The title of this blog was inspired by a man that lives near my school. Today after 5th lesson, I was walking home and noticed a man walking to his mail box BAREFOOT in the snow!!!!! With how Ukrainians won’t open a window on a boiling summer day, because wind will make people sick,this scene has boggled my mind. The only thing I can come up with to explain it is that there must have been vodka involved in his early afternoon routine.
Hmmm…what to share about the last week? Throughout the whole week, I’ve had Ukrainians in and out of my flat working on my flat. It was a five day process to get it fixed properly. First guy couldn’t figure out why it wouldn’t work. The next guy fixed it and it was super warm in my flat. Third guy said that he could fix it, but didn’t have the right part. It wasn’t until Friday that it was fixed and set at a normal level. It is still a little chilly in my flat. I’m writing you while wearing the following: tank top, long sleeve shirt, turtle neck sweater, vest, long johns, sweat pants, and wool socks. Oh, I can’t wait to be wearing a normal amount of clothes and feeling warm, 8 days.
Last week at school, I was barely hanging on. Classes that are normally pretty good were on my last nerve; chatty, lazy and disrespectful. At one point, I quietly sat down and stopped teaching. Eventually, they could see that I was pissed. Eventually when they finally stopped talking, I went over to the board and wrote 4,000km (not quite sure if that is the right distance). Then I asked them if they loved their families. They were like yes. I followed it with do you think I love my family. They again replied yes. I went on to explain that I’m far from my family, volunteering, not getting paid to teach them. I think they were surprised to hear that I don’t make money for teaching them, but it didn’t really hit home because 5 minutes later they were up to the same antics. That is pretty much a good summary of how my week at school went.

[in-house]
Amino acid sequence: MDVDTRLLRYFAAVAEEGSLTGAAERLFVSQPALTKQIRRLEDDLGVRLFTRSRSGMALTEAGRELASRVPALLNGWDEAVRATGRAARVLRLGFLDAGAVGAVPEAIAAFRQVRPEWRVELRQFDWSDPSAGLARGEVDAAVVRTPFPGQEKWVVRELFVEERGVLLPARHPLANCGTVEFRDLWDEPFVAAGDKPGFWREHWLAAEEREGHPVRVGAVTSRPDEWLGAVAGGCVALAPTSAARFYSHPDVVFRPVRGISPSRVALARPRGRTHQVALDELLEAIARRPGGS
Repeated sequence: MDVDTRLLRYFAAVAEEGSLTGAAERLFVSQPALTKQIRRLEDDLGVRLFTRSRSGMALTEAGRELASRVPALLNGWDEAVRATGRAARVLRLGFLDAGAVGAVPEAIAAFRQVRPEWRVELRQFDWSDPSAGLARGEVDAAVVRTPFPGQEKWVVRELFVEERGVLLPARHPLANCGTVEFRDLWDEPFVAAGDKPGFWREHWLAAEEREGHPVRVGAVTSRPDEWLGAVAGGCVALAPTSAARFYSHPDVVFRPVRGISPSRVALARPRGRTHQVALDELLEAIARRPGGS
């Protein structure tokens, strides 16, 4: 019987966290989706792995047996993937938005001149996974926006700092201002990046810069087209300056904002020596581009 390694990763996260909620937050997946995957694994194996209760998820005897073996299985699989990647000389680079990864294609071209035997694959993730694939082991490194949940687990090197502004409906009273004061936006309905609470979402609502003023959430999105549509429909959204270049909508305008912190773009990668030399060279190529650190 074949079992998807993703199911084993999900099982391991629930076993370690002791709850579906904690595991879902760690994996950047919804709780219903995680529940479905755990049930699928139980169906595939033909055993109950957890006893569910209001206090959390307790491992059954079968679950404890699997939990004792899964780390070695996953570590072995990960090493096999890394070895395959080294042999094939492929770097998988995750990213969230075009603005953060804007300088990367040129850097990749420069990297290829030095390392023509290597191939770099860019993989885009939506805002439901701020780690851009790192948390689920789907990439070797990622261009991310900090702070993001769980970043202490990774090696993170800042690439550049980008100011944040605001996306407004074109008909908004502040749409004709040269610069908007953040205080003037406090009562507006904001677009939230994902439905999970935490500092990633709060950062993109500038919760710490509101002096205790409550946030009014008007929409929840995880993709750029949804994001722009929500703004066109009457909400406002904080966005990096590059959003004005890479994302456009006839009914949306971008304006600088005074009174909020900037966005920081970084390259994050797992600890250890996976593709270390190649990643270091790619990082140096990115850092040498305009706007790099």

On Friday, Lutsk received a volunteer from TEFL group 39. Dominic will be teaching at gymnasium in the city. He is from Indiana, has a good sense of humor, well read, and seems like he will fit right in with the Volynska Peace Corps crew. We went to dinner on Friday night to welcome him to the area. Then on Sunday, he joined us at the Windows on America community English Club for a presentation and discussion about Christmas. The highlight or maybe I should call it the lowlight was the five American volunteers singing the 12 days of Christmas while slowly remembering the correct lines. The Ukrainians who attended were nice enough to applaud after we finished.
After going to diner with the crew, I headed over to the local internet café. This is where boys from the age of 8 to 30+ congregate to play “Counter Strike” probably one of the most popular and violent of video games in Ukraine. The battled each other online while taunting each other from each little computer stations. I go to use the faster connection to Skype. This week I got to chat with my sister, brother in law and nephew. At one point, I was distracted when I thought two junior higher were going to fist fight. Oh, good times. Any who, I thoroughly enjoyed chatting with them for over an hour. Leo is growing so fast. I can’t wait to be properly introduced to him. I’m so excited!